The Centers for Disease Control recommends HIV testing as part of routine medical care for everyone between the ages of 13 to 64. This may seem like a drastic step but they recommended this step in September 2006. That should tell you how serious they consider the disease of AIDS.
The CDC suggests that everyone have at least one test in his or her lifetime but yearly tests should be conducted for those people at high risk.
Not Always Accurate
The sad fact about HIV testing is that it is not accurate immediately after a person has been infected. It takes about twelve weeks for HIV antibodies to develop. In some rare cases it may take six to twelve months for the body to show these antibodies.
If you dont realize you may be at risk, signs and symptoms of HIV and AIDS will not show up for up to ten years. This is a scary thought because even though the signs and symptoms are not visible, they can still infect other people with the virus.
For many years the only test for the HIV virus was the ELISA test that looks for the antibodies in a sample of blood. The emotional toll can be terrible because with the early tests it would take up to two weeks to receive the results. If the first results are possible, then a second test is performed to confirm the first test.
The second test is called the Western Blot test. Combining the results of the two tests will tell you if you have HIV. The first test could give you a false positive that is why it is so important to follow through with another testing.
Today there are newer and more effective tests that also will give the results quicker. Some tests will show results in as little as twenty minutes. These tests will use a sample of your blood or from material collected from your upper and lower gums. This test is just as effective as the blood test and eliminates drawing blood and the risk of an accidental needle prick to the health giver.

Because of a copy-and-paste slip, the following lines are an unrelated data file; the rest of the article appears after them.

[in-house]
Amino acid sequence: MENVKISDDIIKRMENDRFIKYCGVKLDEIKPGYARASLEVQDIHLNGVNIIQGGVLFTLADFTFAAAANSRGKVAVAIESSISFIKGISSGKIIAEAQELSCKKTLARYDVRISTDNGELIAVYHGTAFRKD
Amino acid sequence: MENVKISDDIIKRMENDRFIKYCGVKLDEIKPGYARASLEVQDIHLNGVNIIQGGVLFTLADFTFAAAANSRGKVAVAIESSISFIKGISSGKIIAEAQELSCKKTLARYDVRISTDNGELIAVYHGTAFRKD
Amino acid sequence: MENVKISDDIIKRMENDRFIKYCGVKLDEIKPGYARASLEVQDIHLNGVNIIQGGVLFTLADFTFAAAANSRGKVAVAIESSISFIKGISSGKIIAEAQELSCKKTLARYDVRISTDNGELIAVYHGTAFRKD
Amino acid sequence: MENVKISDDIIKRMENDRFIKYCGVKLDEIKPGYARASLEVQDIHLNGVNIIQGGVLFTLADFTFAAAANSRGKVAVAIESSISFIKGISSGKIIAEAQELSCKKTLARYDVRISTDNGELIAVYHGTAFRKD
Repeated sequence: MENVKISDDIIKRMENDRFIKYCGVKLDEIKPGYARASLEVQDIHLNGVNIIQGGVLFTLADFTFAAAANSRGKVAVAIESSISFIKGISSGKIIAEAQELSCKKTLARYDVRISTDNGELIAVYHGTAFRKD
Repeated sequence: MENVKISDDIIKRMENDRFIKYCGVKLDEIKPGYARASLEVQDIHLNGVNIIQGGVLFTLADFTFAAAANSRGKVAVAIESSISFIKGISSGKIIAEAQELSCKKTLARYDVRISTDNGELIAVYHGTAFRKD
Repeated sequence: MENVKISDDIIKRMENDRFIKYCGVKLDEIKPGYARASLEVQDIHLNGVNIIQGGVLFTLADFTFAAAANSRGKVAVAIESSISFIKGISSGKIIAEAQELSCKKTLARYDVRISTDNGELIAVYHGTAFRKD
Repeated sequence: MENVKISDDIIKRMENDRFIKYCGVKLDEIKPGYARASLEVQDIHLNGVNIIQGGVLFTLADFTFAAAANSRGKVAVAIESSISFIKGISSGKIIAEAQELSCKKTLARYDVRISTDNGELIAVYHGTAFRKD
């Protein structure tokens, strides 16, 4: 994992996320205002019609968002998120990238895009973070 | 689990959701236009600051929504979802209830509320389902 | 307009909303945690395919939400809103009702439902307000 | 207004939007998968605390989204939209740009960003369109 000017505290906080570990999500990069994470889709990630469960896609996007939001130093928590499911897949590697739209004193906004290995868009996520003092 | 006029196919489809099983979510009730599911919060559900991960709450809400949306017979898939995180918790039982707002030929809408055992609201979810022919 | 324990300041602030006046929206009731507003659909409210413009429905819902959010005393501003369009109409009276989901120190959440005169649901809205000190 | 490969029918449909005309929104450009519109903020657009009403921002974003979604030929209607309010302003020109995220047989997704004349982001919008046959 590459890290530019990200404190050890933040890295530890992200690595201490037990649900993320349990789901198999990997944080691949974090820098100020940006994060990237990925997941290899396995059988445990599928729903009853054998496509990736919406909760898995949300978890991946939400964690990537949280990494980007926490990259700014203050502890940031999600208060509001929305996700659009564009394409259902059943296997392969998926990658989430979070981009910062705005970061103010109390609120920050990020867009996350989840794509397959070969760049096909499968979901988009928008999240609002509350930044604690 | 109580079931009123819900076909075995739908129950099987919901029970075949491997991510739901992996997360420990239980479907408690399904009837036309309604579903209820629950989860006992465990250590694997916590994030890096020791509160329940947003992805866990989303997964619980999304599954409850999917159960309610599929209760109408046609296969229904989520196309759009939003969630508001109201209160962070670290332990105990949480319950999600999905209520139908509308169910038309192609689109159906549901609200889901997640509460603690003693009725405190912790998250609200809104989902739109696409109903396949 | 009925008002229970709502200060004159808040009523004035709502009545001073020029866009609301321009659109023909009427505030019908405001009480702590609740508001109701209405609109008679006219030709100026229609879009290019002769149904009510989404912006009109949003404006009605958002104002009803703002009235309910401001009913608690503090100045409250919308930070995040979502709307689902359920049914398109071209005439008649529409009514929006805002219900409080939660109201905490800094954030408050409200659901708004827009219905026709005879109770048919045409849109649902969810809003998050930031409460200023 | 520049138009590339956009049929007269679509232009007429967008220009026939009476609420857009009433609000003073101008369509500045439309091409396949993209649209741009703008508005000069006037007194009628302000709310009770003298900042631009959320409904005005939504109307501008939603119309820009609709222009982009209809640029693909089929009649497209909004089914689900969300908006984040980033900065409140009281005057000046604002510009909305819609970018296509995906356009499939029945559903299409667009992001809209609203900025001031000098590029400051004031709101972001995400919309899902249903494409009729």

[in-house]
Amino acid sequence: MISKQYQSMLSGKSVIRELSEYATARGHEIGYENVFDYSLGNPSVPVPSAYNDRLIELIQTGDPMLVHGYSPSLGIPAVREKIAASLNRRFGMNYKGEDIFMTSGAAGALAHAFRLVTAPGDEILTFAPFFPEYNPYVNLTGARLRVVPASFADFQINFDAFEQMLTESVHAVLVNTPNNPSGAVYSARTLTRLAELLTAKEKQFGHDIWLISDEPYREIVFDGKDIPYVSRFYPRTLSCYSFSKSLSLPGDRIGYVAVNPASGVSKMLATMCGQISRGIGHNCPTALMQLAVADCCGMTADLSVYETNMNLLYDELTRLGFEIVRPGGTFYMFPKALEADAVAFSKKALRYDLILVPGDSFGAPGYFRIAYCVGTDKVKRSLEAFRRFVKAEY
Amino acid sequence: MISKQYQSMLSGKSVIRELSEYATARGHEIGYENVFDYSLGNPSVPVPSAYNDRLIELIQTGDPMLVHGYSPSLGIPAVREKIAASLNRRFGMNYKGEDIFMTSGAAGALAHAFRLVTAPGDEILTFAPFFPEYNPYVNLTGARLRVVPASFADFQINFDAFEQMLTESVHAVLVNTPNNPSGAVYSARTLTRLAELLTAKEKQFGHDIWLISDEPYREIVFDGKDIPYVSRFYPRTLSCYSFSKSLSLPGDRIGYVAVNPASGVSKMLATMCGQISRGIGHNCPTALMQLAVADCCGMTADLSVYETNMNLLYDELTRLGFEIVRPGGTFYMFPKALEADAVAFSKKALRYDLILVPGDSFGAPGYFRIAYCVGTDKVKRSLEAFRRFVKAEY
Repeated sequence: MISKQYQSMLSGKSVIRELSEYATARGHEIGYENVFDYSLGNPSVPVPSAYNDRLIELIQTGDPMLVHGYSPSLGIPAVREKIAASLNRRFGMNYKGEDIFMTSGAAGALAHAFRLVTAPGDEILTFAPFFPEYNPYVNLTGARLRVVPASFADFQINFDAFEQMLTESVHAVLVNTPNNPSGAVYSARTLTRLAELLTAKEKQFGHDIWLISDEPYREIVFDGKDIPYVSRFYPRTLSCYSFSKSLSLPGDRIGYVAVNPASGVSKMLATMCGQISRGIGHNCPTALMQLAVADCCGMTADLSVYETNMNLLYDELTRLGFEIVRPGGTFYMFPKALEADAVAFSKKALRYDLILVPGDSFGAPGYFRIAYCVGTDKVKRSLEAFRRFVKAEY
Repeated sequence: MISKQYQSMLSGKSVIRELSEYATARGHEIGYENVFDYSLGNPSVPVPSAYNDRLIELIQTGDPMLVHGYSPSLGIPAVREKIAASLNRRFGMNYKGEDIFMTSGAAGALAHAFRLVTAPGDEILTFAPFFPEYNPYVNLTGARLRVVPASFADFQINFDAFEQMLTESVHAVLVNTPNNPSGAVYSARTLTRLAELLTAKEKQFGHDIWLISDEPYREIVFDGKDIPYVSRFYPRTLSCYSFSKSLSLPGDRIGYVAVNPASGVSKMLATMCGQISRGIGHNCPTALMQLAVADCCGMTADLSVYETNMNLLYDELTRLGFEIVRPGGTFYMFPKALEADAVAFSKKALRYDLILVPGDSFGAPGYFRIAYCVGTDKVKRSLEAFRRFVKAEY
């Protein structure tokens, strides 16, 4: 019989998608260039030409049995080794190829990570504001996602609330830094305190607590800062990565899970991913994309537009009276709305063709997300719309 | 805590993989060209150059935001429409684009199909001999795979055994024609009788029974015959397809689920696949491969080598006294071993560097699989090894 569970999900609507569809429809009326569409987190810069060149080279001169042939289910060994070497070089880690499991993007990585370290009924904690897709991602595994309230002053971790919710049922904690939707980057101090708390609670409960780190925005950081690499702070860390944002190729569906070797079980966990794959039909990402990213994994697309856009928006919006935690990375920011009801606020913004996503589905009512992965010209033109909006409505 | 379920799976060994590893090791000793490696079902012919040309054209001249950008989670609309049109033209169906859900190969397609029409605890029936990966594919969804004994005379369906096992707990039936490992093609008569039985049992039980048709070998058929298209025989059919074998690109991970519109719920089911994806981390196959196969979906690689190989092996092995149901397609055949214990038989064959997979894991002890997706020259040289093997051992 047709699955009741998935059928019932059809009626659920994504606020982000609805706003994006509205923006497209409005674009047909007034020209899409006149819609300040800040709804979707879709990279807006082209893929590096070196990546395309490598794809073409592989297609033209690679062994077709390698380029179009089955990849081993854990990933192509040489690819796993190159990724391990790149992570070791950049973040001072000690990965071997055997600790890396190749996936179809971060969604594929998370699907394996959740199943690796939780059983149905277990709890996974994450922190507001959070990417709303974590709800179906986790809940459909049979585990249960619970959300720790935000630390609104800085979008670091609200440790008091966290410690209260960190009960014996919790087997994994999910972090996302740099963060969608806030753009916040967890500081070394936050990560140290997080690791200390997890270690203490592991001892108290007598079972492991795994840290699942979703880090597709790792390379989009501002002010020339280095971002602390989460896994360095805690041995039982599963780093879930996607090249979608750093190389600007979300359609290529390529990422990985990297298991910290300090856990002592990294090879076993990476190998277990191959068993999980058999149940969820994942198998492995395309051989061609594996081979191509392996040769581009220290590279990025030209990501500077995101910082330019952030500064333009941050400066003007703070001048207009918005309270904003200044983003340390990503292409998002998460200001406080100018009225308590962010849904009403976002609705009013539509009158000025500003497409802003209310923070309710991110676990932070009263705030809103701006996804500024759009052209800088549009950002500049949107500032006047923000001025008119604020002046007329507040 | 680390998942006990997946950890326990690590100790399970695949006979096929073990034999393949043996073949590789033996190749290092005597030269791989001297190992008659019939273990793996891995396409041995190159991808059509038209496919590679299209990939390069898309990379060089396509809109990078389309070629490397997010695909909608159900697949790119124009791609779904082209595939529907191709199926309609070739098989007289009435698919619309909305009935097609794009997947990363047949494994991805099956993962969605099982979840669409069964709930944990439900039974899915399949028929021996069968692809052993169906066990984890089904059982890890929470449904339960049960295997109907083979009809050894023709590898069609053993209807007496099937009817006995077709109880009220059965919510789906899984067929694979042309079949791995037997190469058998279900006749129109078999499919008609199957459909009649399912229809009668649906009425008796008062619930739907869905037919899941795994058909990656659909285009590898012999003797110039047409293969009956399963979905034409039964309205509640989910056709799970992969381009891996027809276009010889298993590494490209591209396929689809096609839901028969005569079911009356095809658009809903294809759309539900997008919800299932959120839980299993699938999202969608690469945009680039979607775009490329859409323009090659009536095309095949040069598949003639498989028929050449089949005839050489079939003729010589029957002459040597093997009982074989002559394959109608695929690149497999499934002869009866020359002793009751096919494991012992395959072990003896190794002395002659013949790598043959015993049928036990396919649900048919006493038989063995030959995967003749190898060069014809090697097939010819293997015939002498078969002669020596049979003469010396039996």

If the test shows positive, a second blood test will be required with drawn blood. The tests are new and certified to be used in laboratories only, so they may not be available to all areas of the country.
Anyone who can surf the Internet can find many home HIV tests. This gives you the opportunity to have the test in the privacy of your home without going to a doctor or a clinic. These tests cannot be legally marketed in the United States. The Food and Drug Administration has approved one HIV test for home use.
Home Access Health makes it and if the test is positive, the test results are retested. It isnt like a home pregnancy test. You are asked to send in a drop of your blood then call in to a toll-free number to receive the results of the test. You are guaranteed privacy and anonymity because you are identified only with a code number that is in your testing kit.
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